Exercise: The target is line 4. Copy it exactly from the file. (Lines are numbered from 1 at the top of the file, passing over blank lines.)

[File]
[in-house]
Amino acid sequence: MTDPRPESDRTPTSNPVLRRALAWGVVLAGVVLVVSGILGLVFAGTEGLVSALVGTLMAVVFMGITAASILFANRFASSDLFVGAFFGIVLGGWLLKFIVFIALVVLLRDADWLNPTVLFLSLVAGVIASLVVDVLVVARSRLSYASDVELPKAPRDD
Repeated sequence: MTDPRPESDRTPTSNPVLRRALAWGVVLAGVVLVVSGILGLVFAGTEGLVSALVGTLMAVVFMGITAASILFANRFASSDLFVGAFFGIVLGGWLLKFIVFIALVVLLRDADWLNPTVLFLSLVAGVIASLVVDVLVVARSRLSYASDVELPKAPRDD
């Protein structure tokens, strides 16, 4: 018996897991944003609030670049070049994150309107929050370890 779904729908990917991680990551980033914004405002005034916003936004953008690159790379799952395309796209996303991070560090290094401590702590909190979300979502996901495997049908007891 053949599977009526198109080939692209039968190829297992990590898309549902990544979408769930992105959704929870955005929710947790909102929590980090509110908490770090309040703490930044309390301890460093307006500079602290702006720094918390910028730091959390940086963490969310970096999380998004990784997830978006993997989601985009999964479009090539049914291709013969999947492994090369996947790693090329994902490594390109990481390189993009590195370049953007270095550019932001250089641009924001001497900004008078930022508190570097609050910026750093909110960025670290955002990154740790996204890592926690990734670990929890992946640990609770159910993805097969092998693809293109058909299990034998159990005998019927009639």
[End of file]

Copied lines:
């Protein structure tokens, strides 16, 4: 018996897991944003609030670049070049994150309107929050370890 779904729908990917991680990551980033914004405002005034916003936004953008690159790379799952395309796209996303991070560090290094401590702590909190979300979502996901495997049908007891 053949599977009526198109080939692209039968190829297992990590898309549902990544979408769930992105959704929870955005929710947790909102929590980090509110908490770090309040703490930044309390301890460093307006500079602290702006720094918390910028730091959390940086963490969310970096999380998004990784997830978006993997989601985009999964479009090539049914291709013969999947492994090369996947790693090329994902490594390109990481390189993009590195370049953007270095550019932001250089641009924001001497900004008078930022508190570097609050910026750093909110960025670290955002990154740790996204890592926690990734670990929890992946640990609770159910993805097969092998693809293109058909299990034998159990005998019927009639």